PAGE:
Guillain-Barré (Ghee-yan Bah-ray) Syndrome is an inflammatory disorder of the peripheral nerves outside the brain and spinal cord.It’s also called:
GBS is characterized by:
Tingling, numbness and pain alone or in combination followed by weakness in the legs and arm that affects both side equally and worsens over time. The weakness can take half a day to over two weeks to reach maximum severity, and then becomes steady. In one in five people, the weakness continues to progress for as long as four weeks.
Guillain-Barré syndrome is often preceded by an infection. This could be a bacterial or viral infection. Guillain-Barré syndrome may also be triggered by vaccine administration or surgery.
In the context of Zika virus infection, unexpected increase in cases of Guillain-Barré syndrome has been described in affected countries. The most likely explanation of available evidence from outbreaks of Zika virus infection and Guillain-Barré syndrome is that Zika virus infection is a trigger of Guillain-Barré syndrome.
Diagnosis is based on symptoms and findings on neurological examination including diminished or loss of deep-tendon reflexes. A lumbar puncture may be done for supportive information, though should not delay treatment. Other tests, such as blood tests, to identify the underlying trigger are not required to make the diagnosis of GBS and should not delay treatment.
Gentle passive movement through full ROM atleast three times a day especially at hip,shoulder,wrist,ankle,feet.
Use of light splints (eg. Using plastazote) may be required for the following purpose listed below:
Strength training involved isometric, isotonic or isokinetic exercises, while endurance training involves progressively increasing the intensity and duration of functional activities such as walking and stair climbing.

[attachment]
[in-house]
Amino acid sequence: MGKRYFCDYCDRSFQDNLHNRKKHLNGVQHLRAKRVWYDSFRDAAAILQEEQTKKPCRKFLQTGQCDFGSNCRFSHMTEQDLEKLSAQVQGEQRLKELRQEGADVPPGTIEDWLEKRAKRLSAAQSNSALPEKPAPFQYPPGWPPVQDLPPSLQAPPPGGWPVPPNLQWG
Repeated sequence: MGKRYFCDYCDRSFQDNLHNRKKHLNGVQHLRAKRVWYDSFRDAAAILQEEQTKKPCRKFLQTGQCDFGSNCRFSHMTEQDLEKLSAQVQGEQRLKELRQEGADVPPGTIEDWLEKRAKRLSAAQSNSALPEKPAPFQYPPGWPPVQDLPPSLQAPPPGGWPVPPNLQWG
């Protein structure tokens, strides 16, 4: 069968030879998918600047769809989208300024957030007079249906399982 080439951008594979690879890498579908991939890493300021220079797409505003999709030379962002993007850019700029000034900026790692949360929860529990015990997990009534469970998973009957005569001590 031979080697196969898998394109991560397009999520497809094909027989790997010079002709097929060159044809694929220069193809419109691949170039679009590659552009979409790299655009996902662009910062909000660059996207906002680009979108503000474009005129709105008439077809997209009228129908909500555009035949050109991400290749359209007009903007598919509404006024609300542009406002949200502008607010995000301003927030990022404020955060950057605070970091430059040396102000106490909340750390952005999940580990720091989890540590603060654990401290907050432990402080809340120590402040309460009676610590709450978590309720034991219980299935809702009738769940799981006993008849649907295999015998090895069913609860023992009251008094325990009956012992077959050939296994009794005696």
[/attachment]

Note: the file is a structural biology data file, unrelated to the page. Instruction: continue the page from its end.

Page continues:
Role of physiotherapy for GBS divided into three parts:
In the acute phase a large part of physio is for respiratory care. If it affects the intercostal muscle - the one between the ribs that lifts up the ribs as we take a breath. Equally if the diaphragm is affected - the part of the body between the abdomen and the chest - patient have the inability to take a large breath. So in acute phase regular breathing exercises are necessary.
Phase of Rehabilitation
So then the first part of the rehabilitation phase begins. When we start to get patients moving we have to keep in mind the physiotherapy must be graduated. We realize the patients can fatigue quite quickly and so we try to build up the strength very gradually, deliberately providing a little more demand each time in exercising the respiratory muscles.
The positioning of the patient is vital. He/she needs to be nursed so that the lungs are kept clear - from side to side and if need be to be "jacked up" with the head down so allowing any secretion in the lungs to be drained out.
Patient suffering from GBS disease often complain of severe pain, which can be managed by applying TENS, IFT and other pain relieving techniques.
If muscles are kept in a shortened position long enough then there is an increase in the stiffness of the muscle. So there should be "passive" movements, ie aided - through the full range at least once a day. If there is too much movement with weak muscles around a joint, the joint can become quite loose and set up later some pain. Too little movement and you end up with a stiff joint. You can have muscle stiffness and then joint stiffness. This again can become quite painful.